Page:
Racism fight 'never won' says Arsenal manager Arsene Wenger

 

Arsenal manager Arsene Wenger feels the fight against all forms of racism is “never won”.

England's under-21 victory in Serbia on Tuesday night was overshadowed by unsavoury scenes at the final whistle with scuffling on the pitch amid accusations of racism from the stands towards England left-back Danny Rose, which is now being investigated by UEFA.

Chelsea captain John Terry, meanwhile, is set to begin his suspension after he accepted a four-match ban and £220,000 fine from the Football Association for racially abusing QPR's Anton Ferdinand.

Frenchman Wenger, 62, has himself been the target of vile personal abuse at grounds around the country during his 15-season tenure in the English game - the latest of which came from sections of the home crowd in the Barclays Premier League match at West Ham before the international break.

The Gunners boss insists all such insults must be eradicated.

"Against stupidity the best way is information, knowledge of things and examples of behaviour, of attitudes," said Wenger.

"That is much more efficient than punishment, but you have to do both because some behaviours cannot be tolerated.

"It is not only racism, black and white, it is against all kinds of insults we still have in the stadiums. We must fight more against it.

"You look at some faces when you walk around the pitch, what they shout at you is scary. That is, for me, racism.

"You are insulted because you are not in their clan. That is a kind of discrimination.

"There is still a lot to do, but I think it's good that society fights against it.

"I am thinking that it is getting better, but it is never won."

Reading striker Jason Roberts claims he will refuse to wear a Kick It Out shirt at Liverpool on Saturday in protest at what he feels is the initiative's lack of action against recent racism incidents in the English game.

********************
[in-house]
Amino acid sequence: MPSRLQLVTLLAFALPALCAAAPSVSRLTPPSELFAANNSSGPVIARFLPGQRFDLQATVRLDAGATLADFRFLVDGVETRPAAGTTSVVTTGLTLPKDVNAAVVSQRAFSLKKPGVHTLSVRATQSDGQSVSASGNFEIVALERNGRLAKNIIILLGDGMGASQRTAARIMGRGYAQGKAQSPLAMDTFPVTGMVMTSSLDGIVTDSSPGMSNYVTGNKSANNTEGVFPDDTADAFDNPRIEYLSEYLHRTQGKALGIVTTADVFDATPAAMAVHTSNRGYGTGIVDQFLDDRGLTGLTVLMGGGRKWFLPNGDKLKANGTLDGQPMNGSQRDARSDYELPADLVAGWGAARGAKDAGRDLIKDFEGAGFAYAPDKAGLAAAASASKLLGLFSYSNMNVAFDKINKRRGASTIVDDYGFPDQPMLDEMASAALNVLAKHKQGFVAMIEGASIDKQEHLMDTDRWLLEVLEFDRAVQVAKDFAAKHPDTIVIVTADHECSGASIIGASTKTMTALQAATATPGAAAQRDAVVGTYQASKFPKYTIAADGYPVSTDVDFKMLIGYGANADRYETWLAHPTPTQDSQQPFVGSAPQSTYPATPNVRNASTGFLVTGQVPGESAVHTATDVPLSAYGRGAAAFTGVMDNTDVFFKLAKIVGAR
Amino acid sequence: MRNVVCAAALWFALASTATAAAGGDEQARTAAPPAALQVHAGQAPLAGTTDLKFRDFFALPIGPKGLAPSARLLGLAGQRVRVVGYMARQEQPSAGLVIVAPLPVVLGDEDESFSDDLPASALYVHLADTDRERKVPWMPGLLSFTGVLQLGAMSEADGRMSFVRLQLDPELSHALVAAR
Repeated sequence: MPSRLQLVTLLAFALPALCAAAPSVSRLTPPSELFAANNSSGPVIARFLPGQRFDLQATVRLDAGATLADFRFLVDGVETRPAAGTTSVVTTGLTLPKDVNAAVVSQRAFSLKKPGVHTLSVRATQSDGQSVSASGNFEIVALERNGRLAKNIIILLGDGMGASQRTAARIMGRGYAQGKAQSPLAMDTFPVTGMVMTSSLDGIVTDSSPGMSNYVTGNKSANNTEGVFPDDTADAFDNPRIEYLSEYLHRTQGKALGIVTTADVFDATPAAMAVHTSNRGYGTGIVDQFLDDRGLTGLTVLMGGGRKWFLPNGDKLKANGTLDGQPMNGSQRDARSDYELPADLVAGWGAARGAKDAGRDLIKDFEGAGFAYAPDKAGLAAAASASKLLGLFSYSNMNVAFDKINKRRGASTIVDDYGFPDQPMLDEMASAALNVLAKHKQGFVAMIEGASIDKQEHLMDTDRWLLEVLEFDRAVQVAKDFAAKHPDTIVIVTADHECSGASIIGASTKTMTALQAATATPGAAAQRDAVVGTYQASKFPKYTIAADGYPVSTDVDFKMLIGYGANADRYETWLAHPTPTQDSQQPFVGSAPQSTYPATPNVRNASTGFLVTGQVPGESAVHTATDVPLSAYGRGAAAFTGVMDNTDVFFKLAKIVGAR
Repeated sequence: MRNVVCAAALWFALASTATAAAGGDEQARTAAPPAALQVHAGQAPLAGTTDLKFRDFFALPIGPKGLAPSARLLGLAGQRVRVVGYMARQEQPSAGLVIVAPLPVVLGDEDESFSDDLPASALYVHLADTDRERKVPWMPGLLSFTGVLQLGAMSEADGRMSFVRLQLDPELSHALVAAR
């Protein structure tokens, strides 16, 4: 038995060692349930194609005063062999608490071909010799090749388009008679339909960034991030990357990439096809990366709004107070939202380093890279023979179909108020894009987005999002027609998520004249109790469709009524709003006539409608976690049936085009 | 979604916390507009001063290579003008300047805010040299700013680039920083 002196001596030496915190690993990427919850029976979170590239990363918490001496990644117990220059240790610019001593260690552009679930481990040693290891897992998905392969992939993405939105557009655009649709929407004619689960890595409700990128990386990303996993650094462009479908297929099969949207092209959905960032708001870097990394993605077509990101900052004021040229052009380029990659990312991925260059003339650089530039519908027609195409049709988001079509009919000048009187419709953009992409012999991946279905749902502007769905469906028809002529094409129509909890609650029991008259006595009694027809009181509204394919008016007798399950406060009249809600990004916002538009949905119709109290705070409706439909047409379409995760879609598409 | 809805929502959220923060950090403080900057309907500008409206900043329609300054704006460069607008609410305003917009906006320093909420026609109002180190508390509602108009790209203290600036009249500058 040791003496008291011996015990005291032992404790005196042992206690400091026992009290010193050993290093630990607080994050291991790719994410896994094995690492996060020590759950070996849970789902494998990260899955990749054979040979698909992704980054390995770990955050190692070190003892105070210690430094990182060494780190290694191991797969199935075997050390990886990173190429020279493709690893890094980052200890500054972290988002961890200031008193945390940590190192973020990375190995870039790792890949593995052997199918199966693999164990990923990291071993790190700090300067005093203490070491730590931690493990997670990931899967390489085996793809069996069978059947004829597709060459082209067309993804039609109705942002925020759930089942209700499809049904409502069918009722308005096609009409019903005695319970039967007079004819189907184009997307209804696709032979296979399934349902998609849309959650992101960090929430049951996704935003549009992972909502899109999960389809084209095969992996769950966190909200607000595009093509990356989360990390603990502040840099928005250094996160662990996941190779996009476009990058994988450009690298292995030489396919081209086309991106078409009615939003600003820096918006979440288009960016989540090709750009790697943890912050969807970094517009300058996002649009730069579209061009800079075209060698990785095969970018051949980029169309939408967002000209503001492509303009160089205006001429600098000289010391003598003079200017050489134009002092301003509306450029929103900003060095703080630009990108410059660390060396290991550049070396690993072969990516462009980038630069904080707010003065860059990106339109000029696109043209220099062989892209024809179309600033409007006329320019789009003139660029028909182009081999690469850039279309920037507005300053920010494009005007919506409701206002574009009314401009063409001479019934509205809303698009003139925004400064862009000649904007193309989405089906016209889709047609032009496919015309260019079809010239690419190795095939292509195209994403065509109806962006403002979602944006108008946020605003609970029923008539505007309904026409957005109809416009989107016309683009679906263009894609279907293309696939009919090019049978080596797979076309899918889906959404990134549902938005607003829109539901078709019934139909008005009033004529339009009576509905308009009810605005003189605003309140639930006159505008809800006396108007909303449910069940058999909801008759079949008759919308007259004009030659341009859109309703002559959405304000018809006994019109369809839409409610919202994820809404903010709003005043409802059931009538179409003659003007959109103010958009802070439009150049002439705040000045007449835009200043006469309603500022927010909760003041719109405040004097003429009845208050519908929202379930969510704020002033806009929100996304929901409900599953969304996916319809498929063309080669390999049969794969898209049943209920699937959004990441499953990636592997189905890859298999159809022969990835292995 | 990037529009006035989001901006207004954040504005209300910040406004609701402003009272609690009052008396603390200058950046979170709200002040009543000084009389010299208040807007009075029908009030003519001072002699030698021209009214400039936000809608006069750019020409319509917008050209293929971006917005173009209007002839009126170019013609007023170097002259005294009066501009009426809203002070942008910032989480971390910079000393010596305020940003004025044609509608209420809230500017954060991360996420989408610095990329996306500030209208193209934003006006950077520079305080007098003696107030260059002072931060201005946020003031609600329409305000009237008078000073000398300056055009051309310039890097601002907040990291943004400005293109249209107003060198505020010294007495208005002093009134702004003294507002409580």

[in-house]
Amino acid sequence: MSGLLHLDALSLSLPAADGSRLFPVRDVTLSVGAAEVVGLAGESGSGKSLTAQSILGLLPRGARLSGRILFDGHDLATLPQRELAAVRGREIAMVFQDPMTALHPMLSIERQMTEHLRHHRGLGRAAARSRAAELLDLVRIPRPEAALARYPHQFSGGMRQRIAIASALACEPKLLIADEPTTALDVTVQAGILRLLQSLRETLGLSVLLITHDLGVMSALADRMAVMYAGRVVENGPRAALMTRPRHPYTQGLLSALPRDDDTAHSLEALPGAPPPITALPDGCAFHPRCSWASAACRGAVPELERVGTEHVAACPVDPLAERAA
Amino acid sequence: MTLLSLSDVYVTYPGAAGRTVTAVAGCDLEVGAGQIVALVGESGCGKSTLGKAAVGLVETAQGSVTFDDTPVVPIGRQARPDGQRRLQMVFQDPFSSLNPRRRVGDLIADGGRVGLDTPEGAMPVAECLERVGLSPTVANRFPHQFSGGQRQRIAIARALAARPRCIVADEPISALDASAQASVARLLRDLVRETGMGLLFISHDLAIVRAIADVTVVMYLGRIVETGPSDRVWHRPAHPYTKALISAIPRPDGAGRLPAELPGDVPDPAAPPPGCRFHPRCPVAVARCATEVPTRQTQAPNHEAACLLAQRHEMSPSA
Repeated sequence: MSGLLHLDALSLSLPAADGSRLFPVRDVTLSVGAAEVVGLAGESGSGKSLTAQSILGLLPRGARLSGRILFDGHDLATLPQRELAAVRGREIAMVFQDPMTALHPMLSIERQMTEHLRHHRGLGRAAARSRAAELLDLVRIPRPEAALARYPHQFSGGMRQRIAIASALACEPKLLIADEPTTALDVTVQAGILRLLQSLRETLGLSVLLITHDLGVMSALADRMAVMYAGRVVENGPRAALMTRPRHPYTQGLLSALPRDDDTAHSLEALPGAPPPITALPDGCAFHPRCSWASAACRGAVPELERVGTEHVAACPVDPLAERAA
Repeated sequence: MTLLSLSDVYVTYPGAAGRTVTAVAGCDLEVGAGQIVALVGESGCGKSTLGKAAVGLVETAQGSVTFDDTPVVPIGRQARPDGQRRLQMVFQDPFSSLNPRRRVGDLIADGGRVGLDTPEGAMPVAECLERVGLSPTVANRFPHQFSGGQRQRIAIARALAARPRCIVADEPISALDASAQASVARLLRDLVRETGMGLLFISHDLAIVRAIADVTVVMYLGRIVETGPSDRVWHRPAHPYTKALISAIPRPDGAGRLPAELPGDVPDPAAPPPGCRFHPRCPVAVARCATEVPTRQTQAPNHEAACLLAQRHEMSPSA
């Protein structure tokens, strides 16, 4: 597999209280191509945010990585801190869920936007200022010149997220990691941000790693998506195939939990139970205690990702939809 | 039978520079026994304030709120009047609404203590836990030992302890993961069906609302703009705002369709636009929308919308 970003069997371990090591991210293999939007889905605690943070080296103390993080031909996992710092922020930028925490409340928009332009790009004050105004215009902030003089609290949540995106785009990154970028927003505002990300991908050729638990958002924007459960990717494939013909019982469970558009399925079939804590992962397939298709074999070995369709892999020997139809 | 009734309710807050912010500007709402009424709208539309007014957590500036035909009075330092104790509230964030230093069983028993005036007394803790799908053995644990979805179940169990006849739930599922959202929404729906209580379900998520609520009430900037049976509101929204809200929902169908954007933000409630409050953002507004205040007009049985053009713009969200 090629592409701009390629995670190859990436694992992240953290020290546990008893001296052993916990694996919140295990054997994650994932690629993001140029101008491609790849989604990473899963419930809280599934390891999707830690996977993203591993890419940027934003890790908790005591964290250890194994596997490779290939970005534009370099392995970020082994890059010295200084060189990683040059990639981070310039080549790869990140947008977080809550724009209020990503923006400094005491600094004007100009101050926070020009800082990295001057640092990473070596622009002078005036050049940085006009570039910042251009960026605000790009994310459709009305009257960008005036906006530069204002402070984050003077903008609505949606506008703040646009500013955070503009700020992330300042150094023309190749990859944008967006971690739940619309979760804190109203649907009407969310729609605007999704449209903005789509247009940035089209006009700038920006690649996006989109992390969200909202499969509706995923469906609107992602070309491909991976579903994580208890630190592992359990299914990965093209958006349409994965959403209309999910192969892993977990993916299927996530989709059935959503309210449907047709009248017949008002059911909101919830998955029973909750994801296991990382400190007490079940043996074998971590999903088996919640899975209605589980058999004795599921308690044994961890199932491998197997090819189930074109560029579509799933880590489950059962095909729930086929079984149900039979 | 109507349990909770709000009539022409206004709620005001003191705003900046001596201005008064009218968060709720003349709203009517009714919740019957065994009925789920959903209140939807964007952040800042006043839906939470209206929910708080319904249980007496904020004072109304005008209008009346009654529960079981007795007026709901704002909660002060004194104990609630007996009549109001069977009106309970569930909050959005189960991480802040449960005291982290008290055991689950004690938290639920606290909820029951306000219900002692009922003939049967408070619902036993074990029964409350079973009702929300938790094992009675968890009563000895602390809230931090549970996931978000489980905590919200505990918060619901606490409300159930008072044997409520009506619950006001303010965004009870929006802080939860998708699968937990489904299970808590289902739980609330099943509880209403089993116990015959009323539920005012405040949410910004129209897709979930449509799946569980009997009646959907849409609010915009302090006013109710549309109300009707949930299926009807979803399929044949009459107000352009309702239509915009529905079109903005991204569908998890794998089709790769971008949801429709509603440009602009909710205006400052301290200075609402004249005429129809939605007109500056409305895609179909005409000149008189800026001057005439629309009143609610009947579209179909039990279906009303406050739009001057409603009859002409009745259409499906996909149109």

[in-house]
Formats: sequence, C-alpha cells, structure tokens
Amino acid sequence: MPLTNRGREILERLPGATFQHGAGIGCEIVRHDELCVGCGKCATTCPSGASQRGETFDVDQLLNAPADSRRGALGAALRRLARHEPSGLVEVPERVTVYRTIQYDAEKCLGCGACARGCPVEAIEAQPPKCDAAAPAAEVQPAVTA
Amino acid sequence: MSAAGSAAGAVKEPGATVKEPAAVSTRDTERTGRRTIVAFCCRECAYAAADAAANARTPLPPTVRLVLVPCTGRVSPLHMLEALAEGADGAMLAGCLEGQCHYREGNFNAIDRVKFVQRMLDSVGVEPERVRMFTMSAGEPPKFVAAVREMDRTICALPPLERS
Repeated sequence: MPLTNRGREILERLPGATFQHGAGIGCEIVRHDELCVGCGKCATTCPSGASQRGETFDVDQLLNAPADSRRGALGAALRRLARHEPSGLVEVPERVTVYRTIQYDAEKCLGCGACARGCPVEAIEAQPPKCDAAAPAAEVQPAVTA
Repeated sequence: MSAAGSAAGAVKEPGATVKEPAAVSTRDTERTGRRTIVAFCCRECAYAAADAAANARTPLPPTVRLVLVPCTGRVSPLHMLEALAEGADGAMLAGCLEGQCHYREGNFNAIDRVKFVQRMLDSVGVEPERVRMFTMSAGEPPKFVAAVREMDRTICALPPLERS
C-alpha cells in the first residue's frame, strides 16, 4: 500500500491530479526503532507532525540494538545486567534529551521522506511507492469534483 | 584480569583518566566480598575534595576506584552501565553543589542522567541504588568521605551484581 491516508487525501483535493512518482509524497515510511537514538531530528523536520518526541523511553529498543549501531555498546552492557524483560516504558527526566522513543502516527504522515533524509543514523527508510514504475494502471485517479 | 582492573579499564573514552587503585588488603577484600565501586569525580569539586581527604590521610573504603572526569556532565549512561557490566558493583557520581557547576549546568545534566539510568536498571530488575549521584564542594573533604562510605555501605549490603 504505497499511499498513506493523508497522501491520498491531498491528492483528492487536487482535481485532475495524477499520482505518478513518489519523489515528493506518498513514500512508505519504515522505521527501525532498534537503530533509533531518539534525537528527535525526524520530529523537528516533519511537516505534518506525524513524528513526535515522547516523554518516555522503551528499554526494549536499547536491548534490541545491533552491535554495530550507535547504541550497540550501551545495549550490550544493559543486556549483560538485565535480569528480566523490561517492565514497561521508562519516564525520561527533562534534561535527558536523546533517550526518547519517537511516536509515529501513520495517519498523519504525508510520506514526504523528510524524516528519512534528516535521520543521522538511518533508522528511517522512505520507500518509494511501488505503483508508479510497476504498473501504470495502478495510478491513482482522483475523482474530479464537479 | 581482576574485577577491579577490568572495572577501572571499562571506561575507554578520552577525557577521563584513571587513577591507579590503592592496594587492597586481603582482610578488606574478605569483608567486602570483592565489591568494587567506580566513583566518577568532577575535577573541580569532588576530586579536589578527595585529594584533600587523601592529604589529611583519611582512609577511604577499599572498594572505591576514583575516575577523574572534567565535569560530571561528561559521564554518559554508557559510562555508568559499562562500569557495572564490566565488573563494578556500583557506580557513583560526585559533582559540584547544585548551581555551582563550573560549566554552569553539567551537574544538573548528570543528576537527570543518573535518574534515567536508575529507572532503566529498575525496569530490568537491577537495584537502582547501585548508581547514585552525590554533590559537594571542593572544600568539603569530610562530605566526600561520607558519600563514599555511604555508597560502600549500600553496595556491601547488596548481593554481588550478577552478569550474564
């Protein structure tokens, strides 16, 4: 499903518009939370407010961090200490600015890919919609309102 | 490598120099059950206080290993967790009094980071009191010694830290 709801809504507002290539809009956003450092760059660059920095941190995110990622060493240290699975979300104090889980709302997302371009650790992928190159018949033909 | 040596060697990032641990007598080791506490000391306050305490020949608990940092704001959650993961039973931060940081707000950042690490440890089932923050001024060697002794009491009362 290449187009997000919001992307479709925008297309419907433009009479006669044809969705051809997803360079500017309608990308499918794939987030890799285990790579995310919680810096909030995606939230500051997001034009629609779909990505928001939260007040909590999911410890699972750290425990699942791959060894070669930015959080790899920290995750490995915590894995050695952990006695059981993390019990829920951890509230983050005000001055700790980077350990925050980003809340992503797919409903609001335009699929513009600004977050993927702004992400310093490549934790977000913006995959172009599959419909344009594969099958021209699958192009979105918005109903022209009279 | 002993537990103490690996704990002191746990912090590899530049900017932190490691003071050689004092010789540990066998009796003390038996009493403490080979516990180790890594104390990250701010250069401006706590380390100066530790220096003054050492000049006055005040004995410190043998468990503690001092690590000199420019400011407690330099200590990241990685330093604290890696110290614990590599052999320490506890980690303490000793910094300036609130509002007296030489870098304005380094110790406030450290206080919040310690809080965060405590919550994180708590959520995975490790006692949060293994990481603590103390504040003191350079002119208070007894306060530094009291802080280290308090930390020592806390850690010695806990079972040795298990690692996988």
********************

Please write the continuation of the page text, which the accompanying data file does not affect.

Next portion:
Wenger believes football must put on a united front.

"I feel that (black players) are the main targets and if they do not join in it makes the whole thing not efficient and not credible. We need all to fight together against that," he said.

"They have faced the most abuse, so I think it is important they are on board.

"If they feel the punishments are not hard enough they have to express that in a different way, but I think that it would be sad if they do not join in."

Wenger added: "You can say that the FA do not do enough, but at least they do something. There are some countries where they don't do [anything].

"I am long enough in this country to say that they tackle the problem. They don't hide behind it. They try to do something - you can always say it is not hard enough or too hard.

"It is not easy yet they have a consistent behaviour to fight it every year. You could see that with (Luis) Suarez and Terry. They do not let people get away with it."

Chelsea are understood to have handed Terry a further fine, but he will remain as club captain and will not have any further suspension.

Wenger refused to be drawn on whether that sanction was the correct stance, but insisted clubs and authorities alike have moved in the right direction.

"I don't know the punishment book well enough for what they did. Is too much? Is it not enough? I don't know the whole story well enough," he said.

"At least they tackled the problem. After it had been judged by a court, they did not let it go and they punished him.

"I have heard today that John Terry did not appeal. They fight against it and you have to give them credit for that."

PA

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